Saturday, February 27, 2010

Saturday Rock Show

I have been very uploading my CD library to my iTunes library. I had no idea I had so many Grateful Dead CDs. I have no "favorite" Dead song, but I think "Franklin's Tower" is one of those get down and dance, sing-along and shout songs. This performance, from 1980, captures this song better than most performances I have heard or seen.

Most Horrible Statement By An Elected Official

One would think that, even if you had a thought like this, a member of Congress would be intelligent enough to keep it to himself.

As John Hurt, playing the wandmaker Ollivander in the first Harry Potter movie, says: Apparently not.

"It seems like humanity is very gifted at hiding from something that's obviously true. I mean in this country we had slavery for God knows how long. And now we look back on it and we say, 'Well how blind were they, what was the matter with them, you know, I can't believe, I mean four million, this is incredible,'" said Franks. "And we're right. We're right, we should look back on that with criticism. It is a crushing mark on America's soul. And yet today, half of all black children are aborted. Half of all black children are aborted. Far more black children, far more of the African-American community is being devastated by the policies of today, than were being devastated by the policies of slavery.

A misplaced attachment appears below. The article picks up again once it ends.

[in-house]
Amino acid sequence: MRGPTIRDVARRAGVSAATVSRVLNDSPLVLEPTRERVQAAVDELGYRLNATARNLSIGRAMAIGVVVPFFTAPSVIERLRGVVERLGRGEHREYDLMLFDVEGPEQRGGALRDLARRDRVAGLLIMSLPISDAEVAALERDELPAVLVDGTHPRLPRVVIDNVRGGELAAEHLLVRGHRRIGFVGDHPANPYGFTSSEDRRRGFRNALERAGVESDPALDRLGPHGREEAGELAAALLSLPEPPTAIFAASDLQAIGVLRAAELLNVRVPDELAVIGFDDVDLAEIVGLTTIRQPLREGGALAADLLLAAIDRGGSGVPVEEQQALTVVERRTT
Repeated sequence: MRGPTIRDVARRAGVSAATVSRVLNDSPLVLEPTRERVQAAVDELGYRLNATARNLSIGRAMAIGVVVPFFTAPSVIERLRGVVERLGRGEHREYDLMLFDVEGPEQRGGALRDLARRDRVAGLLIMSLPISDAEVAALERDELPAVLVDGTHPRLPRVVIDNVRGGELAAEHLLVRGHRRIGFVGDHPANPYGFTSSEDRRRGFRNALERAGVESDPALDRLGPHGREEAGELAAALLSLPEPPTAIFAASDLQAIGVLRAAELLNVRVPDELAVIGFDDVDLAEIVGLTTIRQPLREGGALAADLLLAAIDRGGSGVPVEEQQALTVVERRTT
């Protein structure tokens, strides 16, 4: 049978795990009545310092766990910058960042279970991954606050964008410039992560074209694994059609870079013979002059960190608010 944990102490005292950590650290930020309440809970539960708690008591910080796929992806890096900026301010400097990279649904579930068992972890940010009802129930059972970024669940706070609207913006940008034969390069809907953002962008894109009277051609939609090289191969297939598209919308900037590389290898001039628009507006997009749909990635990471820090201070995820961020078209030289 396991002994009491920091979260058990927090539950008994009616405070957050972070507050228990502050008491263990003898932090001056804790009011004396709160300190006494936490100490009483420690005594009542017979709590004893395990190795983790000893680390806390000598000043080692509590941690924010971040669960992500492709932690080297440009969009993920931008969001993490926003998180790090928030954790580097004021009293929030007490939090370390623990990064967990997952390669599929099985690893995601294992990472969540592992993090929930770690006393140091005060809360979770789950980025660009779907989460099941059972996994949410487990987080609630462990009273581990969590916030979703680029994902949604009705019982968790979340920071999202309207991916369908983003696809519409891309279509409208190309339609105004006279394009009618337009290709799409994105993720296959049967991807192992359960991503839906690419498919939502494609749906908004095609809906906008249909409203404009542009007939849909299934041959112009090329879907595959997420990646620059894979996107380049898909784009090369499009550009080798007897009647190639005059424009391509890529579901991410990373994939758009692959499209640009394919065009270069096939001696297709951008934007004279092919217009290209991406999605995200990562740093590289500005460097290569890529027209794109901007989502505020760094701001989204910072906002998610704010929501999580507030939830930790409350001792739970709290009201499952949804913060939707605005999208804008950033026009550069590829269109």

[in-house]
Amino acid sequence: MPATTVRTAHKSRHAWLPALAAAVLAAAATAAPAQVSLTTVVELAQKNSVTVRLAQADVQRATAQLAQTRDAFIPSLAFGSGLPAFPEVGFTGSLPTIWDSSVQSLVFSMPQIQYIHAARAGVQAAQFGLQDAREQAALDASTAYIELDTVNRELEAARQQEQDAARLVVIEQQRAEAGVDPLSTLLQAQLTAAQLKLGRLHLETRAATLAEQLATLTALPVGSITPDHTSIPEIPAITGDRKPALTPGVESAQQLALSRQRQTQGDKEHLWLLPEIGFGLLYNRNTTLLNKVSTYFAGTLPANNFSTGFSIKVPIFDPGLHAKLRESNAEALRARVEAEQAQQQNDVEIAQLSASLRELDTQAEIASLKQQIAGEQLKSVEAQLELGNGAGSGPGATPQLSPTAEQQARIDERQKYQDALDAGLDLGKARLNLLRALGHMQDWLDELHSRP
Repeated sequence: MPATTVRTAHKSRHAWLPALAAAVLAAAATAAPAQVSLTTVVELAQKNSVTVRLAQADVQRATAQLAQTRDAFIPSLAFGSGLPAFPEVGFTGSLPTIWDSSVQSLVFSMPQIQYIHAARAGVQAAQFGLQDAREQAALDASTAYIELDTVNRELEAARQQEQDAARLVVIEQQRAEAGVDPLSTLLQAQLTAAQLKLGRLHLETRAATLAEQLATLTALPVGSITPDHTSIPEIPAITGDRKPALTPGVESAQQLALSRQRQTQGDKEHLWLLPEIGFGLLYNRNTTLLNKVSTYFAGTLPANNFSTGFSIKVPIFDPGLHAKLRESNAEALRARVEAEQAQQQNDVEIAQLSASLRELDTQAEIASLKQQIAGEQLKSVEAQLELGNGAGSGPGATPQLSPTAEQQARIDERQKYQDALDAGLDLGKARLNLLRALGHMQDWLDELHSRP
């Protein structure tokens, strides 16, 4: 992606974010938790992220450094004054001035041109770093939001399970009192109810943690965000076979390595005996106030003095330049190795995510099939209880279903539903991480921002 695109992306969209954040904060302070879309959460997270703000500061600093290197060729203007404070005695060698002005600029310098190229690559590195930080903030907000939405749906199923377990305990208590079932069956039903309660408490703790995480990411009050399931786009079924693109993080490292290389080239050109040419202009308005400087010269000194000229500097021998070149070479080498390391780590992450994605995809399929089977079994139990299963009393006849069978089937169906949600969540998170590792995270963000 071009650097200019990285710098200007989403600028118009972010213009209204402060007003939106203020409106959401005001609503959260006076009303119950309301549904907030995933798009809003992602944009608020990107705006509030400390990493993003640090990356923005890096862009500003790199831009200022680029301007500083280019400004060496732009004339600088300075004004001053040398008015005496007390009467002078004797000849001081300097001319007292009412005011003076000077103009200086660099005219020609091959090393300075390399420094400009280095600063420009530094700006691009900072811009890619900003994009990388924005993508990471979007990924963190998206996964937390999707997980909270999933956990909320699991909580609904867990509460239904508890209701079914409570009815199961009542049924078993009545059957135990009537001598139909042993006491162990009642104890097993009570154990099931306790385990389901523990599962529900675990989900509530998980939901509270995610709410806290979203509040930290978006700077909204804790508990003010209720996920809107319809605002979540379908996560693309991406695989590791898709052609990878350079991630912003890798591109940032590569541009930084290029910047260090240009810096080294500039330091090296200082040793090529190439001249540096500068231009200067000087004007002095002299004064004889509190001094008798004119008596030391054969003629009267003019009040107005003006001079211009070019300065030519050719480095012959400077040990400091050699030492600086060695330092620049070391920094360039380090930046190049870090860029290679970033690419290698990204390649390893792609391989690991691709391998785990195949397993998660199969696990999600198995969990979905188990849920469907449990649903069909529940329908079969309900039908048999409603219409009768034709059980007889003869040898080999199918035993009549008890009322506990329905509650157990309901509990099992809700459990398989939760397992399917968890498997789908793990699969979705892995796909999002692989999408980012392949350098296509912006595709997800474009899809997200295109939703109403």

"And I think, what does it take to get us to wake up? Sometimes we're a little bit emphatic and sometimes we get angry and say things that we shouldn't say. And I apologize right here in front of everybody by saying things, especially if they're not true, that are intemperate. But I don't want to hide from the truth, I don't want to hide from being able to speak the truth intensely, with the hope that somehow it will resonate in the hearts of people who have the power to make a difference for the suffering of the innocent that are the victims of these bad policies."